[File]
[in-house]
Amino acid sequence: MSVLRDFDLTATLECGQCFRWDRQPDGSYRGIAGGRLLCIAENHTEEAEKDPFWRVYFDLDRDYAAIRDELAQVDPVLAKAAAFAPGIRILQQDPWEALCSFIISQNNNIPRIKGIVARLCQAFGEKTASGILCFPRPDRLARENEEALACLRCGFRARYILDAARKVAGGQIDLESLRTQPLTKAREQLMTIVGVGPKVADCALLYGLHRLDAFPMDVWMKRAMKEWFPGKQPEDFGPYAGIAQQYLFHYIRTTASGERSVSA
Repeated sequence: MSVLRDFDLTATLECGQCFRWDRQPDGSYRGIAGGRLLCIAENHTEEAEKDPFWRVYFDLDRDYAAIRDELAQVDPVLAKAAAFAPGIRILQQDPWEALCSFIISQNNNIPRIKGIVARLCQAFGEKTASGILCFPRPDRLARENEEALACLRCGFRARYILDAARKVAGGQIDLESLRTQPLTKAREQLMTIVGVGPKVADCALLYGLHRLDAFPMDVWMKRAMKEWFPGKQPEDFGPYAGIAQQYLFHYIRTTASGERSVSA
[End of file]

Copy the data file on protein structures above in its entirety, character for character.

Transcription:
[in-house]
Amino acid sequence: MSVLRDFDLTATLECGQCFRWDRQPDGSYRGIAGGRLLCIAENHTEEAEKDPFWRVYFDLDRDYAAIRDELAQVDPVLAKAAAFAPGIRILQQDPWEALCSFIISQNNNIPRIKGIVARLCQAFGEKTASGILCFPRPDRLARENEEALACLRCGFRARYILDAARKVAGGQIDLESLRTQPLTKAREQLMTIVGVGPKVADCALLYGLHRLDAFPMDVWMKRAMKEWFPGKQPEDFGPYAGIAQQYLFHYIRTTASGERSVSA
Repeated sequence: MSVLRDFDLTATLECGQCFRWDRQPDGSYRGIAGGRLLCIAENHTEEAEKDPFWRVYFDLDRDYAAIRDELAQVDPVLAKAAAFAPGIRILQQDPWEALCSFIISQNNNIPRIKGIVARLCQAFGEKTASGILCFPRPDRLARENEEALACLRCGFRARYILDAARKVAGGQIDLESLRTQPLTKAREQLMTIVGVGPKVADCALLYGLHRLDAFPMDVWMKRAMKEWFPGKQPEDFGPYAGIAQQYLFHYIRTTASGERSVSA